Application restore

To test the restore of an application then becomes an easy set of task.

Step 1 - Delete the entire application namespace

$ oc delete project file-uploader-rwx

Step 2 - Initiate the restore

cat <<EOF | oc create -f -
---
apiVersion: data-protection.isf.ibm.com/v1alpha1
kind: Restore
metadata:
  name: file-uploader-rwx-restore-external
  namespace: ibm-spectrum-fusion-ns
spec:
  backup: $(oc get backup.data-protection.isf.ibm.com -n ibm-spectrum-fusion-ns | grep "cli-external" | awk '{ print $1 }')
EOF

Step 3 - Check the restore status

$ oc get restore.data-protection.isf.ibm.com -n ibm-spectrum-fusion-ns -o 'custom-columns=NAME:.metadata.name,BACKUP:.spec.backup,STATUS:.status.phase'
NAME                                 BACKUP                                        STATUS
file-uploader-rwx-restore-external   file-uploader-rwx-cli-external-202306071953   Completed

Graphical User Interface Check

From the Red Hat OpenShift Console, jump to the IBM Storage Fusion UI using the top-bar selector.

Step 1 - Check the Backup Storage Location was created

Through the Fusion UI, verify the configured Backup Storage Locations

Step 2 - Check the Backup Policies were created

Through the Fusion UI, verify the configured Backup Policies

Step 3 - Check the backup and restore ran fine

Through the Fusion UI, verify the configured job that ran and their status

Conclusion

IBM Storage Fusion allows you to enable the application developers and provide them with all the tools requires for stateful application to easily integrate the constraints of large organizations while easily leveraging all the data services offered by the infrastructure deployed.

IBM Storage Fusion liberates the infrastructure team from the daily provisioning tasks they face in traditional environments to focus and bring value around SLA monitoring and enforcement, best practice design, platform deployment automation or performance monitoring and troubleshooting.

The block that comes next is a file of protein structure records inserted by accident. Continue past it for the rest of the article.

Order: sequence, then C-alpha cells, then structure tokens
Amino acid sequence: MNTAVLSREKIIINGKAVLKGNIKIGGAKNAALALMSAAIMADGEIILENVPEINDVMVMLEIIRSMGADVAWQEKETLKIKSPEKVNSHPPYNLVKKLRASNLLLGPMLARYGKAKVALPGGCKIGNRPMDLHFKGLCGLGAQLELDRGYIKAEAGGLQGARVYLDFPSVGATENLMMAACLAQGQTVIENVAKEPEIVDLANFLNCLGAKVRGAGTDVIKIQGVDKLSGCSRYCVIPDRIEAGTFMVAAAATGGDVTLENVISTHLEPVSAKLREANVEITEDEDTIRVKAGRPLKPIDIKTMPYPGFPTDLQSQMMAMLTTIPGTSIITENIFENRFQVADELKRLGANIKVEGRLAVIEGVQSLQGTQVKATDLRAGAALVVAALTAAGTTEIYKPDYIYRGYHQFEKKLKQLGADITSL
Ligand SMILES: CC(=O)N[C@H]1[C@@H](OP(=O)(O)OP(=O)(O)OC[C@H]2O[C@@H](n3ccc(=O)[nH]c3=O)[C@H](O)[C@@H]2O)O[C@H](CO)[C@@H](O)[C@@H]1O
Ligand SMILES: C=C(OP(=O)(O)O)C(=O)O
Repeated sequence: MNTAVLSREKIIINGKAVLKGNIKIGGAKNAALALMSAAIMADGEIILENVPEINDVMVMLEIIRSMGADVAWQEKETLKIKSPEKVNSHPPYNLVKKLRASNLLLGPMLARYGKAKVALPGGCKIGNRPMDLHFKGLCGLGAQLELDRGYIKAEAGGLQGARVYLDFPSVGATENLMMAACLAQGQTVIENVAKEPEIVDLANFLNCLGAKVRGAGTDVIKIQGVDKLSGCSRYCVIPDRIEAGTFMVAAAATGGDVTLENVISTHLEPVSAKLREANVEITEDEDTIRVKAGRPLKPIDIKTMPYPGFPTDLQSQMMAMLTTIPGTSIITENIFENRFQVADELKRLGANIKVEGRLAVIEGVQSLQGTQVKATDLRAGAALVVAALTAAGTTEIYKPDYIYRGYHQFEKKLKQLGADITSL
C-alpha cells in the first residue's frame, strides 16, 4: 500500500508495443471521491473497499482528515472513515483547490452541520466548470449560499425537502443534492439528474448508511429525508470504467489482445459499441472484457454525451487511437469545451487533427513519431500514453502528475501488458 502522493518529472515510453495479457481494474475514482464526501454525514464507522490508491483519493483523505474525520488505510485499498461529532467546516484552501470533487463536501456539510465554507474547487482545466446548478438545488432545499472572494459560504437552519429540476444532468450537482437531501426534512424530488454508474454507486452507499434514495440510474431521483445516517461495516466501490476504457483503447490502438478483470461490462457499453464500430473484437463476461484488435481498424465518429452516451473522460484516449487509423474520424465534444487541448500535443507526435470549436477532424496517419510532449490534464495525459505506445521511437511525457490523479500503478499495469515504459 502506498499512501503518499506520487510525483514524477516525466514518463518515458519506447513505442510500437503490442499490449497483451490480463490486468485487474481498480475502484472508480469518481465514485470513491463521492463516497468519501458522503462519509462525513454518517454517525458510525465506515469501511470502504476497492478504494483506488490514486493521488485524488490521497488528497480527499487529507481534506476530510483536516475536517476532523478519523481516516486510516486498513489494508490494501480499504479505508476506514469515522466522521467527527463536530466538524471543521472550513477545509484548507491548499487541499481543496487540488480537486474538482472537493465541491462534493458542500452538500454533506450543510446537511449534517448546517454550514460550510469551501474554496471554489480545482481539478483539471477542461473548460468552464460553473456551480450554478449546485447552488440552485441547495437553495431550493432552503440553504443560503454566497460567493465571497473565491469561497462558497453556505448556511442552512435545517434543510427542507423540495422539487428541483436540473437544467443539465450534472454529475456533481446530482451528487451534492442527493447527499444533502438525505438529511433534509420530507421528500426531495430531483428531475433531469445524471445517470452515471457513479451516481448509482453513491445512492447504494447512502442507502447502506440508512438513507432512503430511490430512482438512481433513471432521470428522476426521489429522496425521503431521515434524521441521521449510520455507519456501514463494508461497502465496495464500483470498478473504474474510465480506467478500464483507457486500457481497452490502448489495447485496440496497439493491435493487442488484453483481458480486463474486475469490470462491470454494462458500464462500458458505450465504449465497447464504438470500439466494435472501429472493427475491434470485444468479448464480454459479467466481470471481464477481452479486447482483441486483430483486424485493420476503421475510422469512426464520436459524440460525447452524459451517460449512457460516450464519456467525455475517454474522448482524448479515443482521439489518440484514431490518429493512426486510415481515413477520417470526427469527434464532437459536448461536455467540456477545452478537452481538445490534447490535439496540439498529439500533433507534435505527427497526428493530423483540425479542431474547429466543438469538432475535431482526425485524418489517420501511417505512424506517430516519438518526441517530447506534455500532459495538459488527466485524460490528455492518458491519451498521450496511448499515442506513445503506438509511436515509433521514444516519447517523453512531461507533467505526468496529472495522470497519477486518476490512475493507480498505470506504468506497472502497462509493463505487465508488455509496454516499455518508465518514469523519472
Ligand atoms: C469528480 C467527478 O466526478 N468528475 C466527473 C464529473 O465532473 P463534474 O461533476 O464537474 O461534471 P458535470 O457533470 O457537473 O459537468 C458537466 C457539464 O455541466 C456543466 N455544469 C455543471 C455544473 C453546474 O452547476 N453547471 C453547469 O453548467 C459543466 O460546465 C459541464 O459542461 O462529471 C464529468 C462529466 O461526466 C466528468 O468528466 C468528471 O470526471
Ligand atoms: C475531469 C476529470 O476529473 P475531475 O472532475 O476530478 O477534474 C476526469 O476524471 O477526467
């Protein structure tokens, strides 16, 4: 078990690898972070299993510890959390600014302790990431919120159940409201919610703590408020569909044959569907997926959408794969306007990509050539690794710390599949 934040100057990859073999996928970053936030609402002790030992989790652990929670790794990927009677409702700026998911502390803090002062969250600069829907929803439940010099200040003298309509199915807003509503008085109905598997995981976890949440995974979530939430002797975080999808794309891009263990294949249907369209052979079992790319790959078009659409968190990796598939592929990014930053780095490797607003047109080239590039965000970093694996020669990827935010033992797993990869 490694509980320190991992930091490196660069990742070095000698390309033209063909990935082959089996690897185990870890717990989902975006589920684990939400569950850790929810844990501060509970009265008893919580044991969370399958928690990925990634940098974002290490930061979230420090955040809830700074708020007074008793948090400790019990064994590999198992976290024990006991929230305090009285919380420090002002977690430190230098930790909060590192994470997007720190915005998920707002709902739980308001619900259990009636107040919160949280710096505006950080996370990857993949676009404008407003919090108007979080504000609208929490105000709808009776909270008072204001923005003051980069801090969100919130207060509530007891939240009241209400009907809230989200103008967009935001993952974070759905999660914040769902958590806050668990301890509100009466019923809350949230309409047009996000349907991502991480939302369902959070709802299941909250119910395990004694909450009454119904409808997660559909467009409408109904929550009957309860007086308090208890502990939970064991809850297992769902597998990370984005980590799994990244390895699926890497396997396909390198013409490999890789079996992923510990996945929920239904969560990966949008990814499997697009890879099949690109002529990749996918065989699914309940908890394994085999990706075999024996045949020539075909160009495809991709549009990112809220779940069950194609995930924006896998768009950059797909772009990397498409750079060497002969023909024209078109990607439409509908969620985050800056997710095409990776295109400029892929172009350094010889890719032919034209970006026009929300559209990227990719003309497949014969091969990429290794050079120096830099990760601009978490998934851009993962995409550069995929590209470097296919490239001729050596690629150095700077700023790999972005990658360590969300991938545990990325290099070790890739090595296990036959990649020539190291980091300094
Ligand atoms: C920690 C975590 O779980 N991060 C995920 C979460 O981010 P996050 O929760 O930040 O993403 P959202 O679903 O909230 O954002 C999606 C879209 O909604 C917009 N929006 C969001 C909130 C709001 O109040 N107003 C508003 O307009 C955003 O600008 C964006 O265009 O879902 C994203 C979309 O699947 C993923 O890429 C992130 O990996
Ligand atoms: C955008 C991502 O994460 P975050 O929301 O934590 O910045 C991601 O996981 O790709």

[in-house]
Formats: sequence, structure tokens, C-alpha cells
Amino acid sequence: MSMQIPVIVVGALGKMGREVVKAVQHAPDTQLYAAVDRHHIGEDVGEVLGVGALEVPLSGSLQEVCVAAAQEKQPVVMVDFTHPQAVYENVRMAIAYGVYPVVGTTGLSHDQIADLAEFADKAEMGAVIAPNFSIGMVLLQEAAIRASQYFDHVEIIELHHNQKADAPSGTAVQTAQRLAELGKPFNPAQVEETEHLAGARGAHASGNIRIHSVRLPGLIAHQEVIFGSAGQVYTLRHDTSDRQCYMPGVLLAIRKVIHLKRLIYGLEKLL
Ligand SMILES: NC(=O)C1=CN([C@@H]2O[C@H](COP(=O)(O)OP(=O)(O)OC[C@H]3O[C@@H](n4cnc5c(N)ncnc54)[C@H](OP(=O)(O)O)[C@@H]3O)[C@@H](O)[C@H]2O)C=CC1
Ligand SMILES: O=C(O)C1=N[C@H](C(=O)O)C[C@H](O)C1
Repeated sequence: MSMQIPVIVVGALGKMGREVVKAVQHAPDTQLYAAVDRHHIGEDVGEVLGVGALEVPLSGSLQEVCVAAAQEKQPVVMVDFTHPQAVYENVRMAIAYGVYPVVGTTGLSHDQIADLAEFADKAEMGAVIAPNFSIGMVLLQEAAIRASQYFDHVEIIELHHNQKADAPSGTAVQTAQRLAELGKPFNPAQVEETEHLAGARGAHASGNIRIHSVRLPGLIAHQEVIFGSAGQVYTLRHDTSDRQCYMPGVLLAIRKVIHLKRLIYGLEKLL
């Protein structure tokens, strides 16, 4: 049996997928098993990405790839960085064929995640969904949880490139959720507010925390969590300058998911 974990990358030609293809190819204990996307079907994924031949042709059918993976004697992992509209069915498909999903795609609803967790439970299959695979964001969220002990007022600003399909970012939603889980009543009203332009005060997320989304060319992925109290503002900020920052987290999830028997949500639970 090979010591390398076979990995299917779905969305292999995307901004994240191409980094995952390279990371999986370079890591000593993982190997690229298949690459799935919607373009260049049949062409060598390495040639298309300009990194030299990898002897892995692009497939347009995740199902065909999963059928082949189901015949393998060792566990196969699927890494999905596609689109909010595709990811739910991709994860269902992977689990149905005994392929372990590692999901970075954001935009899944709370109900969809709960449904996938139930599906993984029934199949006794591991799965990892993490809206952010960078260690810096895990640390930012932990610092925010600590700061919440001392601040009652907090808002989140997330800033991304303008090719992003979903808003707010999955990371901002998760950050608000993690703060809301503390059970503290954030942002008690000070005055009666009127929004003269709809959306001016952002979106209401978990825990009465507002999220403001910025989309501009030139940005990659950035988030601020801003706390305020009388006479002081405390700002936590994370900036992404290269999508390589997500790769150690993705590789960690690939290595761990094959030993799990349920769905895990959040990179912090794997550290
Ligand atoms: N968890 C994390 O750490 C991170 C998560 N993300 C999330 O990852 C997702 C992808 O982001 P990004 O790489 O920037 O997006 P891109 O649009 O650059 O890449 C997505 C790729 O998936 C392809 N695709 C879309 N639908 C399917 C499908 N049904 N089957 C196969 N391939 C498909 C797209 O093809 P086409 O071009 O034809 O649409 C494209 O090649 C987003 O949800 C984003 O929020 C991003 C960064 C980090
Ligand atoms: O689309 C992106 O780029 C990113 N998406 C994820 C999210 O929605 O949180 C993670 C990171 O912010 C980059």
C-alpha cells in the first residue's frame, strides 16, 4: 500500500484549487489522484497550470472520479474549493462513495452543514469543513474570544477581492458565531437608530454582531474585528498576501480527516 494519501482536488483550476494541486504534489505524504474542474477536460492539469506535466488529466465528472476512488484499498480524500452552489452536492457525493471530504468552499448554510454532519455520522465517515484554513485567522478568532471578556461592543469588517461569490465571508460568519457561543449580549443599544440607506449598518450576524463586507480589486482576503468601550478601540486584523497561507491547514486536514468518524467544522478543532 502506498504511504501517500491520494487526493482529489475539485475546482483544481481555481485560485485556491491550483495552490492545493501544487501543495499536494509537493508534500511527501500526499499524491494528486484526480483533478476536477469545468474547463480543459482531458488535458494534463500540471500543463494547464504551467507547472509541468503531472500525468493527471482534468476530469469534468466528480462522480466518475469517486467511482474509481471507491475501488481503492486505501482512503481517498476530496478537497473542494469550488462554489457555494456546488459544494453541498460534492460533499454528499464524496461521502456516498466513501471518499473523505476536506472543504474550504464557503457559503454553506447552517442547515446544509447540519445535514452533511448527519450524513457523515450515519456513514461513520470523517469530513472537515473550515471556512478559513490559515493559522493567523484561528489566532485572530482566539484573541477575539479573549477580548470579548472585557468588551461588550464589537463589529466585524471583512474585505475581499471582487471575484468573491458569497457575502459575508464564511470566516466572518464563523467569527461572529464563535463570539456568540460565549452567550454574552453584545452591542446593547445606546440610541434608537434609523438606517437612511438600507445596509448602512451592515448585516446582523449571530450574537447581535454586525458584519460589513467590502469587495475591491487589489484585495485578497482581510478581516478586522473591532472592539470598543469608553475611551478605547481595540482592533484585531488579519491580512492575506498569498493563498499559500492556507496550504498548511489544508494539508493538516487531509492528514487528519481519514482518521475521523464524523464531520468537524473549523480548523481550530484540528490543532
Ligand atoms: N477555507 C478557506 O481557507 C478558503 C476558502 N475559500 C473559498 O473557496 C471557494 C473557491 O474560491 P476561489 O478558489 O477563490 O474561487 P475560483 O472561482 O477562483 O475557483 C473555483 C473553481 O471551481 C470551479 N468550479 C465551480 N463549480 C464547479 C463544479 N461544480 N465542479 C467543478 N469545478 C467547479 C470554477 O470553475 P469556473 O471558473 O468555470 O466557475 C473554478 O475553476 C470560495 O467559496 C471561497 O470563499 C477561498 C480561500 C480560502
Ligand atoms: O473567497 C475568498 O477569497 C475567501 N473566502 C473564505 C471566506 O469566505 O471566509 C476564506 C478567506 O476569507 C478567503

Notes

For those interested, I used a sample application I created that relies on a customized container image. It is available from the following GitHub repository. The application is customized to be deployable on IBM Storage Fusion Software version 2.5.2. For documentation see here.

Going through the steps of this blog post requires

  • IBM Storage Fusion Operator to be deployed
  • IBM Storage Fusion Data Foundation to be deployed
  • IBM Storage Fusion Backup and Restore to be deployed but not configured.

The application can eventually modified to use a different storage class that provides:

  • CSI snapshot capabilities
  • RWX capabilities

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Comments

Fri June 09, 2023 04:44 PM

The IBM Storage Fusion GUI also uses these same custom resources when you create things like backup policies and backup location via the GUI workflow.  Everything that the GUI does ultimately translates to CRs.  That means that if you've just started out learning how to use Storage Fusion, you can use the GUI to generate your YAML for you.  In fact, when you view a resource such as a backup policy or backup location in the GUI, you'll notice that there is a "Launch YAML" icon by the resource name.  Clicking the icon will launch a new tab that shows the YAML version of the resource.